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FIRST LESSONS IN LATIN,

UPON A NEW PLAN;

COMBINING

ABSTRACT RULES

WITH A

PROGRESSIVE SERIES OF PRACTICAL EXERCISES.

BY C. D. CLEVELAND.

#mprobed Stereotype Edition.

PHILADELPHIA:

MARSHALL, WILLIAMS & BUTLER.

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Entered according to the Act of Congress, in the year 1840, by

CHARLES D. CLEVELAND, in the Clerk's Office of the District Court of the Eastern District of Penn

sylvania.

FIRST

LESSONS IN LATIN.

PRONUNCIATION.

Q. How is the Latin language pronounced !

A. As it is not known how the Romans pronounced it, each of the modern nations of Europe follows the rules of its own language. The English, therefore, pronounce the Latin according to the principles of the English language.

Q. What does the curve mark and what does the horizontal line over the vowels mean?

A. The curve mark over a vowel shows it to be short: the horizontal line shows it to be long.

Q. How do these marks regulate the pronunciation ?

A. In words of three syllables or more than three, if the last syllable but one, which is called the penult, be long, the accent is upon it, as amabam, where the accent is upon the à : but if the penult have the short accent

it, the syllable before it, which is called the antepenult, is accented, as hominis, where the accent is on the first syllable.

Q. When the penult is accented, has its vowel the long or short sound?

A. When the penult is accented, its vowel has the long sound when it is followed by one consonant only, or by another vowel, as, caput, rei, sermonem; but when it is followed by two consonants or the double consonant 2, it has the short sound, as, frondus, regnum, penna, respondens, buxus.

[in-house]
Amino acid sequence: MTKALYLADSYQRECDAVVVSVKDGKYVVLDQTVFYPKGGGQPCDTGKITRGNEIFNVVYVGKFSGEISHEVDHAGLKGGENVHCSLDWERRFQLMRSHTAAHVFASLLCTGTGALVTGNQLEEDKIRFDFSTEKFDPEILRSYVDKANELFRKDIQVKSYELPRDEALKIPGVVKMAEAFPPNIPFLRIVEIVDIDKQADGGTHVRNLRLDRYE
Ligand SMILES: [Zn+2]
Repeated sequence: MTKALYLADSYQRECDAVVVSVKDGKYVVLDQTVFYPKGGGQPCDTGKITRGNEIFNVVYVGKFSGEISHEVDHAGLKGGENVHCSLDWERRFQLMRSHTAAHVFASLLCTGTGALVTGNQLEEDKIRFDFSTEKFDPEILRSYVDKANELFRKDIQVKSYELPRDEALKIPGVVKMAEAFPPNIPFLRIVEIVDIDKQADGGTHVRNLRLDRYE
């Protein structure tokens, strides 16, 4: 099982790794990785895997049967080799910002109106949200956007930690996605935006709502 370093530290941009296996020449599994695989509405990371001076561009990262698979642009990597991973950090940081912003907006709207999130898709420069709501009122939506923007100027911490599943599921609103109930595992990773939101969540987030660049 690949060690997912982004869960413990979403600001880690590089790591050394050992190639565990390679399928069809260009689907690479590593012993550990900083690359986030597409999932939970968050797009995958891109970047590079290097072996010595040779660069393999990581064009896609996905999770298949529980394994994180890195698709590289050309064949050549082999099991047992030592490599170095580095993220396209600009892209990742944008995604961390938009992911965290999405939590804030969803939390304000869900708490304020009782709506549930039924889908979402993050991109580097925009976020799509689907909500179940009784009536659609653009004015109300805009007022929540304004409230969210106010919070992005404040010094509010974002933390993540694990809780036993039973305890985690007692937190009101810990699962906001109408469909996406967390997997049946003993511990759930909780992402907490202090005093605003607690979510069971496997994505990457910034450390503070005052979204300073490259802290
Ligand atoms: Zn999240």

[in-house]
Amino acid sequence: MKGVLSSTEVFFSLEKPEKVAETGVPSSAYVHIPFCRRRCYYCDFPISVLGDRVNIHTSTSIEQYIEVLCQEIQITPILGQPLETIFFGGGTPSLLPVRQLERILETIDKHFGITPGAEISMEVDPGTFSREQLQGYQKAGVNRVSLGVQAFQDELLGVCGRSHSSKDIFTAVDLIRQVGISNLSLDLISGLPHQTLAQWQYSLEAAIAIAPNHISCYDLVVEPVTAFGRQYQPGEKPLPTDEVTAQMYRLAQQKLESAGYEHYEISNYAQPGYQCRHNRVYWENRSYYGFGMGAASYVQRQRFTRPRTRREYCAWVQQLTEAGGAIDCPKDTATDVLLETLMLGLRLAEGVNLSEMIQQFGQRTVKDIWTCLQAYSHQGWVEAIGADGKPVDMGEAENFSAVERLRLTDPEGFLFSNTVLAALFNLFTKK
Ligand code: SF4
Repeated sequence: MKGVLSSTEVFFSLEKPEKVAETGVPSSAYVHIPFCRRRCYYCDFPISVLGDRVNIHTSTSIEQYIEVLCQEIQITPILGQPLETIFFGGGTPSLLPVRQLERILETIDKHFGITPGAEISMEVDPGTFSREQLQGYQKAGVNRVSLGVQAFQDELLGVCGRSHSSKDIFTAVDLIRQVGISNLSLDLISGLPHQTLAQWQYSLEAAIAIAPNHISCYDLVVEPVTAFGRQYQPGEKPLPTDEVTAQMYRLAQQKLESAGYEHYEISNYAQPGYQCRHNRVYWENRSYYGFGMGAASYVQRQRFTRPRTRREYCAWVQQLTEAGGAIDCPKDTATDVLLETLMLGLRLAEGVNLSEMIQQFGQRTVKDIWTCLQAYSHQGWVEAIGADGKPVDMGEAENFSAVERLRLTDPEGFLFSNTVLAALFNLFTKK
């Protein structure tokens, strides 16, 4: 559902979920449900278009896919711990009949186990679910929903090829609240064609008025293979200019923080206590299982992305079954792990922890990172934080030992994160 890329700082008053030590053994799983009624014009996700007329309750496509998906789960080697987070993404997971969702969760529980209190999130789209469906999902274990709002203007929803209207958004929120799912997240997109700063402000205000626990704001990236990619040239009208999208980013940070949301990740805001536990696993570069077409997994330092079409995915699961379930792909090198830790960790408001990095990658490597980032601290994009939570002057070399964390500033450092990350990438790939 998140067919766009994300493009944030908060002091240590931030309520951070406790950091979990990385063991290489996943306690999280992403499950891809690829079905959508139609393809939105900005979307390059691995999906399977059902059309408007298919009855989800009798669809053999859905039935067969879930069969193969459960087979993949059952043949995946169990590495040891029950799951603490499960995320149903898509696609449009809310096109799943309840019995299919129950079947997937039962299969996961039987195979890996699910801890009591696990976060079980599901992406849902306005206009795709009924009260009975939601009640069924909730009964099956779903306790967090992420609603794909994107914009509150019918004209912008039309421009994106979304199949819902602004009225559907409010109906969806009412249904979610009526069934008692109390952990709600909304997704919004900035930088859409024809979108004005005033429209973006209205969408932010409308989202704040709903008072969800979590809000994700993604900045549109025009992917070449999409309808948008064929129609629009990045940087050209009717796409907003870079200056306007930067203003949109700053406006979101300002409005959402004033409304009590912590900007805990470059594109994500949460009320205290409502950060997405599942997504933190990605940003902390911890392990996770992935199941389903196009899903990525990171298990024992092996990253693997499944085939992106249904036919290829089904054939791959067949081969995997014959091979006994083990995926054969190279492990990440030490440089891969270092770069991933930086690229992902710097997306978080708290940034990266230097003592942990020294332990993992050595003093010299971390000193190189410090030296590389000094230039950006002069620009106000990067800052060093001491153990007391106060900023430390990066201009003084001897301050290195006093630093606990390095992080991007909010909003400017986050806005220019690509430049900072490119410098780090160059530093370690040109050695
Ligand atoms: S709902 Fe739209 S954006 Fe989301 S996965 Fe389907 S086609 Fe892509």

Q. When the antepenult is accented, how is its vowel sounded ?

A. When the antepenult is accented, its vowel has, generally, the short sound, as, témporis, régibus.* EXAMPLES TO BE PRONOUNCED AND EXPLAINED BY

THE SCHOLAR.
Sermonis, Amavěrım, Fuērunt, Indices,
Legebamini, Capitibus, Pennārum, Donum,
Senectus, Lapis, Parentes,

Parentium.t Bellum,

LETTERS.
Q. How many letters are there in the Latin language

A. Twenty-five, which are the same as those in the English, with the exception of W, which the Latins do not use.

Q. How many of these are vowels ?

A. Six ; a, e, i, o, u, y, each of which makes a distinct sound by itself. The other letters are called consonants, which do not make a perfect sound without the aid of a vowel.

PARTS OF SPEECH. Q. How many sorts of words, or Parts of Speech, are there in the Latin language ?

A. Nine: the Noun, the Adjective, the Pronoun, the Verb, the Participle, the Adverb, the Preposition, the Interjection, and the Conjunction.

* The instructer will explain the few exceptions to this rule.

+ The penult i of parentium is not marked short, because it is a aniversal rule that one vowel before another vowel is short.'

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